Revisited Myth # 58: Niches called ‘coffin corners’ were built into staircases to allow people to carry a casket downstairs and turn the corner.

Quarters #1, Fort Monroe, Hampton, VA

Quarters #1, Fort Monroe, Hampton, VA

I must admit, this is one of my favorite myths. You’ll hear it in some Victorian-era houses that have architectural niches built into the wall of the staircase landing, as on the left above. The story goes that these niches were called coffin corners. Someone might explain that, because most people died at home in their beds and because most bedrooms were upstairs, it was difficult to get the casket up and down the stairs when the staircase turned a corner. So at the landing, Victorian architects would cut a niche into the wall. The pallbearers would insert one corner of the coffin into the niche and make the turn at the landing.

Part of this is true: people did tend to die at home and the bedrooms of larger homes did tend to be located on the second or third floors. And many Victorian homes do have niches built into the wall of the staircase. But these were for decorative purposes: to display a statue, perhaps a bust, or a vase, or maybe flowers. Why would anyone carry a coffin upstairs to the corpse rather than carry the corpse downstairs to the coffin? Most books about Victorian architecture debunk this myth. For example, John Maass calls it a hoax in The Victorian Home in America (1972).

16 Responses to Revisited Myth # 58: Niches called ‘coffin corners’ were built into staircases to allow people to carry a casket downstairs and turn the corner.

  1. Awesome post! I have heard of the myth and thank you for debunking it. Although, it was a logical idea, wasn’t it?

  2. I don’t doubt that this is a myth. However your question about carrying a coffin upstairs is doubtful as well. Dead bodies are very difficult to move, but placing the body in a coffin allows the body to be easily transported as there are handles to carry it.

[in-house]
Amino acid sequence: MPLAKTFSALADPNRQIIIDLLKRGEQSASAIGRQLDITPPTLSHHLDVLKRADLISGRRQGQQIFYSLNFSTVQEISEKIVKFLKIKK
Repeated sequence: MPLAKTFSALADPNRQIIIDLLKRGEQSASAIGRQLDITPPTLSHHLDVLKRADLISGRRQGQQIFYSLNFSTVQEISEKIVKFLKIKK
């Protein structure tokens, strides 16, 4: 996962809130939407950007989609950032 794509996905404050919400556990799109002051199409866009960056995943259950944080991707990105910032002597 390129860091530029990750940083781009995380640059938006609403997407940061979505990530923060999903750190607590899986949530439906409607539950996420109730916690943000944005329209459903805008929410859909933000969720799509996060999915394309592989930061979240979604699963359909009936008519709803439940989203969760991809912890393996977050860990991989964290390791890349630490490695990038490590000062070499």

3. PulcheriaCross says:

    What about space, but not as grand as a niche, in servants stairs, to get their coffins out? Seems like I’ve seen this in movies where it was shot in a real home and not a set?

    • Mary Miley says:

      There may have been space in a servants’ stair, but it wouldn’t have been for a coffin. There is just no reason to lug a coffin up/downstairs when you can simply carry the corpse and place it in the coffin downstairs.

      • willyssox says:

        You wouldn’t carry a dead body in front of the family, how barbaric. To this day when someone dies upstairs they take them out on a stretcher, not by hand.

  4. Gerry W says:

    Do you think there has ever been a time or place when there was such a thing though? Thackeray describes a staircase coffin niche for this very purpose in ‘Vanity Fair’, published in 1848 and set in 1815 Georgian London, which seems a pretty good source … is it possible that the myth started as far back as that?

    • Mary Miley says:

      Sure, it’s possible (that the myth started with Vanity Fair). But no, I don’t believe there was ever a time in the 19th century (when these niches proliferated) when they were built with coffins in mind. These were decorative niches. Could someone have used the niche to angle a heavy table or cupboard up the stairs? Maybe. Unlikely that anyone would carry a heavy wooden coffin up- and downstairs unnecessarily, however.

  5. Linley Lott says:

    I would be very surprised if all undertakers do not have a plank-style device to enable them to take a body discreetly out of the house, or even down to the parlor where it can be displayed in its coffin.

    • Theodore says:

      I have an old house, a Dutch Colonial. My staircase goes up six steps to the first landing, up one step on the right to the second landing, and then turn right again and up another seven to the upstairs hallway. It’s a chore moving bulky objects up and down without hitting the walls and marring the plaster.
      Also, have you ever had to move a body without something to put it in? Have fun trying. They don’t call it dead weight for nothing! I can’t say for sure if it’s a myth or not, but the “coffin corners” do come in handy.

  6. willyssox says:

    Except I’ve seen and read just the opposite. Also why would they call it what they do if it weren’t used for that?
    I’ve even seen a show where they showed exactly how it’s used. The open spot filled with flowers…means nothing other then they didn’t what the naked space.

  7. Kimberly Rhodes says:

    What about a coffin corner in the wall that goes from floor to ceiling shaped exactly like a coffin? RE; Heritage property ex The Hale house, The Octagon

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